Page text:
A breast augmentation (sometimes known as a mammoplasty or breast implant surgery) is a surgical procedure intended to alter the size, shape and volume of the breasts. This is done using either (either saline, silicone or composite implants filled with an alternative material such as polypropylene.
Patients generally undergo this type of surgery to reduce, enlarge or even the appearance of both breasts for cosmetic purposes. This is generally paid for privately, although in some cases if surgery is deemed medically necessary (a mastectomy to treat breast cancer, for example), it may be covered by medical insurance.
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While the prospect of a cheap deal might seem appealing, putting yourself in the hands of an under qualified surgeon poses the risk of dissatisfaction with your appearance. It also carries significant health risks, which is why finding a qualified and fully trained breast augmentation surgeon to carry out the procedure is essential.
Breast augmentations are a major surgery, and there are a number of important factors to consider before making an appointment. Here are some things you can ask a prospective surgeon about before deciding to work with them:
- Board certification from a recognized professional body.
- References and recommendations from healthcare professionals or people you know and trust (online review ratings can be misleading, so try to avoid these).
- Proof of qualifications and experience in the field.
- Proof of hospital operating privileges: the right to use facilities and equipment at the surgical center or hospital they are in.
- Evidence that they work with a certified anesthesiologist or anesthetist.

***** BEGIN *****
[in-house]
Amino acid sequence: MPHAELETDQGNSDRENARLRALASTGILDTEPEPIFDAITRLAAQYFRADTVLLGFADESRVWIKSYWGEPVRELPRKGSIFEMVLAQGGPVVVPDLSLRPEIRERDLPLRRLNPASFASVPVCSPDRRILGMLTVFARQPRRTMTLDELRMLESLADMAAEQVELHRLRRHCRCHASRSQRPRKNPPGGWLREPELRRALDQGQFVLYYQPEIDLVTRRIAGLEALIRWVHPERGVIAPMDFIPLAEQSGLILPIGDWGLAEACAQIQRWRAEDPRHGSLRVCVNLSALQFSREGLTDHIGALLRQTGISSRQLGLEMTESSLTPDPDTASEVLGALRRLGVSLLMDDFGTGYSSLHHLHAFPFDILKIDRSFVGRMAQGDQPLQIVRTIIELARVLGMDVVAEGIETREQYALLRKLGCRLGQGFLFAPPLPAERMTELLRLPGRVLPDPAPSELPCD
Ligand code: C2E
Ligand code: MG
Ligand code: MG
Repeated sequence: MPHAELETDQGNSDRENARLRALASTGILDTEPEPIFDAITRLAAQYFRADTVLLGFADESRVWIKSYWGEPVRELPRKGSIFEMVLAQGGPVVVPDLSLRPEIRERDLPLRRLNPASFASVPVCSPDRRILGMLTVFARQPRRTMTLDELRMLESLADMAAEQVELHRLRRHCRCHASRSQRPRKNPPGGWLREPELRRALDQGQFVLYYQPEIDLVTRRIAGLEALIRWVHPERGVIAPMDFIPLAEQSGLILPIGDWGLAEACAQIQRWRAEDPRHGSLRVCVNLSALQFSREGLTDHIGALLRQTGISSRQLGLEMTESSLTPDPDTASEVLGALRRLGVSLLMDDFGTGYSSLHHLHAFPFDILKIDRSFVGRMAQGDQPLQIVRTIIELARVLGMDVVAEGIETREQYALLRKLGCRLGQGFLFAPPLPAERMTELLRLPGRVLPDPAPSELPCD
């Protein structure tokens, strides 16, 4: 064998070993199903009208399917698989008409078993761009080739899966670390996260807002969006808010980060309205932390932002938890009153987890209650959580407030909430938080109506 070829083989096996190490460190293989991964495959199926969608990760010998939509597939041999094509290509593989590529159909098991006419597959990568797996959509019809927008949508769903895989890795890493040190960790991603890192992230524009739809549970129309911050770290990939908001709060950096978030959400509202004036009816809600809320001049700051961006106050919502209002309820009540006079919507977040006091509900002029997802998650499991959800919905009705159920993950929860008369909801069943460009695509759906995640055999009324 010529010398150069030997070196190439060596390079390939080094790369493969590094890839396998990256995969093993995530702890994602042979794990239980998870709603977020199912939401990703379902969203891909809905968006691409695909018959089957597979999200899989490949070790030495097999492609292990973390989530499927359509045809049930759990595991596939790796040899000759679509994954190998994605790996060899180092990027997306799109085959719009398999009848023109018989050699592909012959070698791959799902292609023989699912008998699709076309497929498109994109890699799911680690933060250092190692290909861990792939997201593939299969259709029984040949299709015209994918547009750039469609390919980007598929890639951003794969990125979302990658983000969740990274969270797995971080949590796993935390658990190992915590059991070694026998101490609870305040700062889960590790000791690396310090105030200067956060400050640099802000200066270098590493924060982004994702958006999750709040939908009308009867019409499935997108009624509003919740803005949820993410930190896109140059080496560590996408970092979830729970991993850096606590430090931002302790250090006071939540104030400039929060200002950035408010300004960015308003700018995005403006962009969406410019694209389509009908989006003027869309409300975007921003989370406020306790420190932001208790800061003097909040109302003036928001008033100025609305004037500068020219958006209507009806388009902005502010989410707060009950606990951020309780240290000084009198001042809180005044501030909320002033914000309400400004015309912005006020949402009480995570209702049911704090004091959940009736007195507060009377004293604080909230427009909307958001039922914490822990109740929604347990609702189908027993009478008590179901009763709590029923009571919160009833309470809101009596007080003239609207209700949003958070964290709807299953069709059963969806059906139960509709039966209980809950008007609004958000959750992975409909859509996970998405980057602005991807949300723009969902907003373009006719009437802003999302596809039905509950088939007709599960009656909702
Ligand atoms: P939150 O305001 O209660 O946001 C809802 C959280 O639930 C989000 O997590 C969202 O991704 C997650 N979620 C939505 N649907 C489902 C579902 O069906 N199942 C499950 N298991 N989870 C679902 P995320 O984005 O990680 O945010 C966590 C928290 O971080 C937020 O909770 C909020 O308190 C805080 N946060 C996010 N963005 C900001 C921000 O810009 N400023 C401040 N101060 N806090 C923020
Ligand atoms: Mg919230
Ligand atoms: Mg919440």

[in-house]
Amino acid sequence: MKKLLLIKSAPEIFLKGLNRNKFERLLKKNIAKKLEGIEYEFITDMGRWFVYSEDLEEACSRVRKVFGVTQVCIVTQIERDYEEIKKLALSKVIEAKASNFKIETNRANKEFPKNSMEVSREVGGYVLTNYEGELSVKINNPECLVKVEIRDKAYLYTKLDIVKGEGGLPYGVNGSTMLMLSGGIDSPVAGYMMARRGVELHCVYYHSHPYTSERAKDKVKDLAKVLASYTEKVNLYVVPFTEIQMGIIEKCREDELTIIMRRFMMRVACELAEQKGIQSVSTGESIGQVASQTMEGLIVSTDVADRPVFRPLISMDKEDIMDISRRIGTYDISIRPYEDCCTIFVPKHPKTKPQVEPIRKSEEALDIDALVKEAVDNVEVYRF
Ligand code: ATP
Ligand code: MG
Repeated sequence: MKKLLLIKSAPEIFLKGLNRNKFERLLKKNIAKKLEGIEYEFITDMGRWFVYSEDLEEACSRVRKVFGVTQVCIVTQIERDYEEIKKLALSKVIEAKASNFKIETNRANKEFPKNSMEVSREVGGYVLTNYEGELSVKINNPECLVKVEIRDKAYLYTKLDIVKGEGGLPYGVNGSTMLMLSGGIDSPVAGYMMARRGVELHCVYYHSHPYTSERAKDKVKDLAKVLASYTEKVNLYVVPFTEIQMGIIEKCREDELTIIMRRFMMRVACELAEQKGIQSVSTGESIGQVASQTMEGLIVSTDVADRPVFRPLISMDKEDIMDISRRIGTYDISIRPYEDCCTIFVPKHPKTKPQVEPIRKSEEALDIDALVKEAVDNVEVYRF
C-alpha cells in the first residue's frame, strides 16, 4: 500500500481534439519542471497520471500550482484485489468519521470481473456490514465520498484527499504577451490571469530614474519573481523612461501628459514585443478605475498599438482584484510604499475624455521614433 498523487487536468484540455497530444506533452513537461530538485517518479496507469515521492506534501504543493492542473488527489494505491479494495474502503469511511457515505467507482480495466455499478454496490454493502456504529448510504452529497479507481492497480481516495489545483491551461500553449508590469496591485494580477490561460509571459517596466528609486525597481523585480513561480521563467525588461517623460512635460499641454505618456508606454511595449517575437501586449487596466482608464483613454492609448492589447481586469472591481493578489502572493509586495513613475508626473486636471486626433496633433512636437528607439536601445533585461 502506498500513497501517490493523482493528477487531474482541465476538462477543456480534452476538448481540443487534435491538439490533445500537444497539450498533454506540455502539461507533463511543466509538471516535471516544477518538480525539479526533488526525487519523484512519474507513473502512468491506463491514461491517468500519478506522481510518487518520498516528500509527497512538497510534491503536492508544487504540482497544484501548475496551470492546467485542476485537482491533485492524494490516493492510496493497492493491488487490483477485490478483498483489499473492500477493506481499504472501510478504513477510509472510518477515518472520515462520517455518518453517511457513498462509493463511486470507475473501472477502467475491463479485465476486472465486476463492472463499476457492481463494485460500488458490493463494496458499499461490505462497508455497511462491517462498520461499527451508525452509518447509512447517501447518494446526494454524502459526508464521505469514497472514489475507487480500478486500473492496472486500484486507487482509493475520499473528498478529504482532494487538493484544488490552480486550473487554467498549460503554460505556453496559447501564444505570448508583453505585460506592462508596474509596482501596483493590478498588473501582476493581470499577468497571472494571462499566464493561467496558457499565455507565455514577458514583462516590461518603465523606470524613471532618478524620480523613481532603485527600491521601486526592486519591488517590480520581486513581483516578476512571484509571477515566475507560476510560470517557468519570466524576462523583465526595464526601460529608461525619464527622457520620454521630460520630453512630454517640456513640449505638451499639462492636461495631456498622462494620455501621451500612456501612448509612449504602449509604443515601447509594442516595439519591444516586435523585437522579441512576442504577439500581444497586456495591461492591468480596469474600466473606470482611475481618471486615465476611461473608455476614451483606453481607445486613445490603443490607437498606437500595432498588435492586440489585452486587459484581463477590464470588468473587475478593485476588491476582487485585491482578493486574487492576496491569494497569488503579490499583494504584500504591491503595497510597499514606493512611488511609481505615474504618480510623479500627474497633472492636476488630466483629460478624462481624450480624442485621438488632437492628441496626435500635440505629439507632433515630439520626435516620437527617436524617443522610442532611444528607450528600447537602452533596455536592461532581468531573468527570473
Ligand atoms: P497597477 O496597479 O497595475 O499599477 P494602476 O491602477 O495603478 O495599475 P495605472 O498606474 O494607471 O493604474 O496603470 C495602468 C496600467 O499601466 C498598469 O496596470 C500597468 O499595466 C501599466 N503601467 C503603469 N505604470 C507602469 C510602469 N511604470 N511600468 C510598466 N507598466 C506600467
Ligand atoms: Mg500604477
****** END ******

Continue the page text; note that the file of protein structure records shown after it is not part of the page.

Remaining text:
- Proof of compliance with medical ethical codes.
- Up-to-date health and safety certification.
- Evidence that the premises is an accredited ambulatory facility with access to emergency equipment if necessary.
A responsible practitioner should not rush or pressure you into getting the surgery, but should take the time to offer a consultation to discuss the goals you have for surgery including appearance and type of implant. They should also detail the possible health risks.
While the likelihood of some of these risks is minimal, it is important to understand them to minimize the need for any further corrective procedures and to keep you as safe as possible. These may include:
- Skin rashes (this can be due to an allergy to leaked silicone particles)
- Capsular contracture, where scar tissue distorts the shape of the breast implant.
- Breast implant illness (BII), a systemic condition with a number of symptoms including dry eyes, cognitive issues such as difficulty focussing, thinking or remembering, joint pain and fatigue.
- Breast implant-associated anaplastic large cell lymphoma, a cancer affecting the immune system.
While it is unclear as to how some of these symptoms are related to breast augmentation, your surgeon should discuss ways to minimize health risks as much as possible prior to the surgery, in addition to aftercare; for example, ensuring there is a trusted person available to drive you home and stay with you overnight following surgery.
As part of the consultation it is important for the surgeon to discuss any emotional and mental health implications. A breast augmentation will not “fix” issues related to poor body image or low self-esteem, but it can make a significant change to your personal appearance and offer a confidence-boost where needed.